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We Pilgrims on the Camino de Santiago by [Kelly, Gerald]
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Length: 204 pages Word Wise: Enabled Enhanced Typesetting: Enabled
Page Flip: Enabled Language: English

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Product description

Product Description

When on a sunny morning in the autumn of 2003 I stepped off a train in León to begin my first ever Camino, I really had no idea what lay ahead.

It would be several years, and several trips, before I would complete the Camino and finally finish my journey to Santiago. Behind me was a trail of experiences that changed me for ever. My journey had taken in every emotion, I had braved freezing cold and searing heat, eaten dodgy food and drunk dodgier whiskey.

Along the way I had found friendship, happiness and finally something like enlightenment.

Product details

  • Format: Kindle Edition
  • File Size: 6018 KB
  • Print Length: 204 pages
  • Publisher: (2 November 2016)
  • Sold by: Amazon Australia Services, Inc.
  • Language: English
  • ASIN: B01M3YNU5N
  • Text-to-Speech: Enabled
  • X-Ray:
  • Word Wise: Enabled
  • Screen Reader: Supported
  • Enhanced Typesetting: Enabled
  • Average Customer Review: Be the first to review this item
  • Amazon Bestsellers Rank: #245,077 Paid in Kindle Store (See Top 100 Paid in Kindle Store)
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Most Helpful Customer Reviews on (beta) (May include reviews from Early Reviewer Rewards Program) 4.0 out of 5 stars 3 reviews
3.0 out of 5 stars Great read bad editing 10 January 2017
By Amazon Customer - Published on
Format: Kindle Edition Verified Purchase
This book was an entertaining read and I enjoyed it mostly. But it is choked full of editing errors/missing words (or maybe its an Irish thing?) That make it difficult to read at times. I certainly expect better editing from a full priced book. I would have given at least 4 stars but for the film in the missing word issue.
4.0 out of 5 stars Nice commentary on Pilgrimage 2 February 2017
By just another Pilgrim. - Published on
Format: Kindle Edition Verified Purchase
This book was a thorough and honest account of the Camino Frances. If someone wanted information before their own pilgrimage, this would be a great study. I enjoyed his accurate depictions of his expirience when compared to my own pilgrimage in 2013. I highly recommend.
3 of 3 people found the following review helpful
5.0 out of 5 stars I'd like to hang out with this guy! WINNER!! 19 December 2016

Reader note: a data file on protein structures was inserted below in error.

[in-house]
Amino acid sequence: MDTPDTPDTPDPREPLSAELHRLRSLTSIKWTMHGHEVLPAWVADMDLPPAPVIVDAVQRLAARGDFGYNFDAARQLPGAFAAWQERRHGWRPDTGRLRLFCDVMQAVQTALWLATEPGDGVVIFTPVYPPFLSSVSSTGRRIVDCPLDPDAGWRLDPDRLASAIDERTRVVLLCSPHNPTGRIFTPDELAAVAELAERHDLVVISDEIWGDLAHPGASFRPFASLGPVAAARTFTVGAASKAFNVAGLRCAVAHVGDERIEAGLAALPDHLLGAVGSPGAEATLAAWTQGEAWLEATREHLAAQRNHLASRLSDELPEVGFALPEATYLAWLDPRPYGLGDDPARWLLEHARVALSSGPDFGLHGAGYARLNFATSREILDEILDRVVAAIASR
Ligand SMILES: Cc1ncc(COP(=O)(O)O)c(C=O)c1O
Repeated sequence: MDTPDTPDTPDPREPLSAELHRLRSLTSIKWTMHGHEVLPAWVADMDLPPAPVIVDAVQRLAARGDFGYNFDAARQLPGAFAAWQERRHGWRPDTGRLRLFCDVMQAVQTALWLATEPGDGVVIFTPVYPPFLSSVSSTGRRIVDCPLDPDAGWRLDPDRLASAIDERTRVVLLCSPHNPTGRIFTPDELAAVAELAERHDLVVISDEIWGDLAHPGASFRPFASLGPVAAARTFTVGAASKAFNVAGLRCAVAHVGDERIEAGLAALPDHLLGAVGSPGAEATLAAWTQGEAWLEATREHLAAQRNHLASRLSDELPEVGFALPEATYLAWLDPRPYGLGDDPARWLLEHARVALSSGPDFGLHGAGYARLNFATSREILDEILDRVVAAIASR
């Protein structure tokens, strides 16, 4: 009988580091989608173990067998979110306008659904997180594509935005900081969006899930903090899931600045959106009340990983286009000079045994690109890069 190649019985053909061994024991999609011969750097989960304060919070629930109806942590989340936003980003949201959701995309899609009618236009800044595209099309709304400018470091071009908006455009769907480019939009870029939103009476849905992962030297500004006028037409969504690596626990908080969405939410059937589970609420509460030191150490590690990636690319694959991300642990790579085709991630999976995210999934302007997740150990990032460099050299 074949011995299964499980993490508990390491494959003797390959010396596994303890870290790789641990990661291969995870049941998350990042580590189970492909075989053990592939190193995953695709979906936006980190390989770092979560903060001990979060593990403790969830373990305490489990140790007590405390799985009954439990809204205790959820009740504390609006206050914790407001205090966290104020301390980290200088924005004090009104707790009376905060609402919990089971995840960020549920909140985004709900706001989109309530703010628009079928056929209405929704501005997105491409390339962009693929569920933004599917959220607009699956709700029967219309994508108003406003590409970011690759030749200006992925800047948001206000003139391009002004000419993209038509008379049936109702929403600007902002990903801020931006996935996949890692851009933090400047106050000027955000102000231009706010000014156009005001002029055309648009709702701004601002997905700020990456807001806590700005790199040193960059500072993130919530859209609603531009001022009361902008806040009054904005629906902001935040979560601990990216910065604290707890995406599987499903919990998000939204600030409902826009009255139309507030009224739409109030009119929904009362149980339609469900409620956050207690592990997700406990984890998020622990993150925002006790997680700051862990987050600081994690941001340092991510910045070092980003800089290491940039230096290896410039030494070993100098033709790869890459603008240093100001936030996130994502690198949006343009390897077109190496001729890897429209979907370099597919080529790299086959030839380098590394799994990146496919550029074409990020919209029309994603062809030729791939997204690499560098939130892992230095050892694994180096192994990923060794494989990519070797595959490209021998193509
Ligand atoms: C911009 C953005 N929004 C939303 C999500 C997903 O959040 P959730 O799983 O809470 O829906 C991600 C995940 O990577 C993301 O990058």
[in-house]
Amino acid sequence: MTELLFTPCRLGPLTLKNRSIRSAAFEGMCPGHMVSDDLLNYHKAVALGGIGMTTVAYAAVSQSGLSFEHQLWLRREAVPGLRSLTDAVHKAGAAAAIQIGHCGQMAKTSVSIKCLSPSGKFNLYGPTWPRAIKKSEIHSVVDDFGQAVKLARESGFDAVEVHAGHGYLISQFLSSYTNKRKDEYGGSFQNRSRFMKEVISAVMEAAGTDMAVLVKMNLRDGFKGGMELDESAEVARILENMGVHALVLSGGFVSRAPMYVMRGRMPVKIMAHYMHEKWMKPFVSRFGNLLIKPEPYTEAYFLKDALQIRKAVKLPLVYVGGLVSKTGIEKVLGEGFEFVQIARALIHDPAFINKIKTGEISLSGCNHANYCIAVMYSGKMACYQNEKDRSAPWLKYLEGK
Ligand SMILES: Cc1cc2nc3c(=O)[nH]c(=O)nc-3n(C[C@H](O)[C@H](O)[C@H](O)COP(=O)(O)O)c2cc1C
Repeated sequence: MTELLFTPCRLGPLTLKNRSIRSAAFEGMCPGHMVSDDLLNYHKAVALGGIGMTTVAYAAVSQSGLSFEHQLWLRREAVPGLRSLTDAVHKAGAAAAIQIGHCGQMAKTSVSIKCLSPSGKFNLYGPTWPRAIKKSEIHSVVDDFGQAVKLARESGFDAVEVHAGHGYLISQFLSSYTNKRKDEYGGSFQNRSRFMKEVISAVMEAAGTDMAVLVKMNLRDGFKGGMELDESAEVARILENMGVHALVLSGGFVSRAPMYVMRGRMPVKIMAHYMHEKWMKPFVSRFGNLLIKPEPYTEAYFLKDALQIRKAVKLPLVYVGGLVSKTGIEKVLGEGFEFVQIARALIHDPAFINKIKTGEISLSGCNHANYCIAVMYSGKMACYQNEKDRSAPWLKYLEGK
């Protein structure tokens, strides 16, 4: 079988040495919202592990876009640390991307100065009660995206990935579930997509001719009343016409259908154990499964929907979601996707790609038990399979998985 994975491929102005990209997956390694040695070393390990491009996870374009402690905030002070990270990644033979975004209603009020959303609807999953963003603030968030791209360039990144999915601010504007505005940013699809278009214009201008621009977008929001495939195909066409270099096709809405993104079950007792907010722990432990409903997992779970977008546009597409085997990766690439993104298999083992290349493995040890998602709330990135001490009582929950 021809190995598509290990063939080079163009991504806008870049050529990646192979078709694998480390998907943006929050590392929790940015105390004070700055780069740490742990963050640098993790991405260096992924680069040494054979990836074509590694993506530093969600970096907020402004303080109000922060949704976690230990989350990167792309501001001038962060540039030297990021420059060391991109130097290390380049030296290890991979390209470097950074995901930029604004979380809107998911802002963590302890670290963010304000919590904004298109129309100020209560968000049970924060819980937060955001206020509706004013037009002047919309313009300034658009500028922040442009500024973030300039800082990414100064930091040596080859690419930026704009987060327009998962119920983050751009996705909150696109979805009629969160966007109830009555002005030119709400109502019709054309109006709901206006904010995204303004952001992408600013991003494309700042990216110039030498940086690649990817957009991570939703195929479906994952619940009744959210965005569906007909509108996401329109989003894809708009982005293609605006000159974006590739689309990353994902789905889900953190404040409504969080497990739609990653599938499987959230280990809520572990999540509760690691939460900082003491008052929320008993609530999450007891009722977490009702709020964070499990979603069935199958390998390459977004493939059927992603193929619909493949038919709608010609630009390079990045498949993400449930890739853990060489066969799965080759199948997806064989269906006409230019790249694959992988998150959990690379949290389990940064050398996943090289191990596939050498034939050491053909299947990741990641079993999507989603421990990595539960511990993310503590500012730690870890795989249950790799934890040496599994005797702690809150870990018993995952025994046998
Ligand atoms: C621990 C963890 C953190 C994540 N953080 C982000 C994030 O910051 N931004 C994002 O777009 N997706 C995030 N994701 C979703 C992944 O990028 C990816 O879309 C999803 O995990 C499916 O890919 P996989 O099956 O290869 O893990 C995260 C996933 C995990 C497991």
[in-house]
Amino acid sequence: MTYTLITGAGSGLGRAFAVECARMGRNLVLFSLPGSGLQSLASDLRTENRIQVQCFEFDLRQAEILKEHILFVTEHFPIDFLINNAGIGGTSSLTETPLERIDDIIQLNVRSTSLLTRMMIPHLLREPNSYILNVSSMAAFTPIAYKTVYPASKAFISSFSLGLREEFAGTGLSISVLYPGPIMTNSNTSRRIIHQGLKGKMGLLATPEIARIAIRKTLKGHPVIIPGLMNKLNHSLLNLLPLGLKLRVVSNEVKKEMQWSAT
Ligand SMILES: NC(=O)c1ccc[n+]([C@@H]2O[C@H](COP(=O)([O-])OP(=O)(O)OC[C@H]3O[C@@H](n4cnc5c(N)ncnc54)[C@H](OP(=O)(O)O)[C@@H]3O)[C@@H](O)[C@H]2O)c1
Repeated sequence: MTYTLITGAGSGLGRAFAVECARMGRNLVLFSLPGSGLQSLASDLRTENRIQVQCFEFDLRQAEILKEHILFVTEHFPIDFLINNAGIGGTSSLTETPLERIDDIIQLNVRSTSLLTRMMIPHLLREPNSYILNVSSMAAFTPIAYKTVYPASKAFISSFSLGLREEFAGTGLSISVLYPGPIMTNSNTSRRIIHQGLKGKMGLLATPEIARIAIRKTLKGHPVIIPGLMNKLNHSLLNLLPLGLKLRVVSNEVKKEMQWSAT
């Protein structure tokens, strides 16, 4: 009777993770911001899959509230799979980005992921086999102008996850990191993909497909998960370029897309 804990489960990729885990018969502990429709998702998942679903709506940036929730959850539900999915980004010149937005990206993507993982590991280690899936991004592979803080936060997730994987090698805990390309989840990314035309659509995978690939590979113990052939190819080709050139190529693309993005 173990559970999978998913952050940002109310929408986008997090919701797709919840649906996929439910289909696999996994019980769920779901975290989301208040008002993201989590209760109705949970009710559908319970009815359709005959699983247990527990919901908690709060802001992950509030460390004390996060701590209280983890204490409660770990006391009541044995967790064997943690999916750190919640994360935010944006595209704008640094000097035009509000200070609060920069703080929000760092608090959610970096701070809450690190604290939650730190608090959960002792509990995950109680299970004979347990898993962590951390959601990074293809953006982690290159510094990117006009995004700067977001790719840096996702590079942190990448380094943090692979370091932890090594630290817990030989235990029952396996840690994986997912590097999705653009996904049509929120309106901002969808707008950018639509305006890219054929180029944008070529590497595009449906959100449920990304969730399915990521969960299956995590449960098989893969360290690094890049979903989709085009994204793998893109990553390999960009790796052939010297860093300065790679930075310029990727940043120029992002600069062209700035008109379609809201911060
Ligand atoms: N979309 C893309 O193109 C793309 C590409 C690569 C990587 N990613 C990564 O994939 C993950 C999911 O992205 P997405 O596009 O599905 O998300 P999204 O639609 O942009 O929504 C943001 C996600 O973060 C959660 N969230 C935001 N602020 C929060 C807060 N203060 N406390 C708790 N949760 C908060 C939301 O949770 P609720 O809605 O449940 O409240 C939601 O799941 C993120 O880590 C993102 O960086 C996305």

By Sandykayak - Published on
What a delightful Camino read. Especially after plowing through Iberia and then two Camino memoirs that I found distracting through too wide margins, 1.5 line spacing, multiple fonts, and (in one) too much philosophizing.

I feel like Goldilocks: this one was just right. Nice cover with a panoramic trail photo with the author front and center (I like a visual of the writer.). It follows a Day 1 etc format where the first paragraph is bolded, which provided a transition in the narrative. And there are quite a few photos to add interest.

He writes about a 2003 hike but this Is interspersed with comments about changes noted in other hikes. He does discuss the albergues but we know that things change. I'll be downloading the Confraternity of St James' guide for the Camino Inglés a few months before departure.

I liked the way he weaves the story of his Camino Francés experiences with his Irish background, his personal challenges, and the personalities he met on the trail.

I laughed out loud when a comment about seeing the face of a saint in a wooden beam reminded him of an article about "the face of the Virgin Mary had appeared on a wardrobe door in someone's bedroom." Visitors started showing up. "Imagine if your bedroom became a place of Pilgrimage. You'd never be able to decorate again...Maybe you could rent it out on AirBnB: single room in family house, no atheists!"

He talks about the "4am gang" of people who get up early and manage to wake up everybody else who then struggle to get back to sleep. Then there's the "40km club." People who are in a mad race to rack up the miles.

Throughout, he talks about his Camino family. The people that hikers tend to bond with and the feelings when they don't see each other for several days, and the joy of reuniting in Santiago.

Kelly stayed mostly in albergues in places not considered the normal stages. I could feel the changes after Sarría when the throngs began their Camino to walk long enough (100 kms) to qualify for their Compostela. (I saw a YouTube video where a female hiker explained that, apparently, a successful Pilgrimage on your resumé (c vitae) was highly prized in Spain and advantageous in job hunting.)

"Us long-distance pilgrims were part of the experience for the new-comers and they even treated us with a certain reverence." "...Sometimes it's some long-distance pilgrims who have the attitude problems, resenting the new-comers, questioning their legitimacy, making snide comments about them not carrying their luggage, or having back-up vehicles. Many Spanish people do travel in groups..."

And, for me, Kelly's priceless comment was: "Sometimes these are from local pilgrim associations. These are the same people who do the thankless, boring work of fund-raising and sitting in committees to provide new albergues where the likes of us get to sleep for a couple of euros. These are the same people who walk the Camino at weekends just to pick litter, or go out with a tin of paint to freshen up the yellow arrows so people like us can walk the Camino without even having to think." Amen, Gerald!

Bottom line: Not only did I thoroughly enjoy this read, but it has a July 2016 publication date and is priced at $7.99. Win-win.

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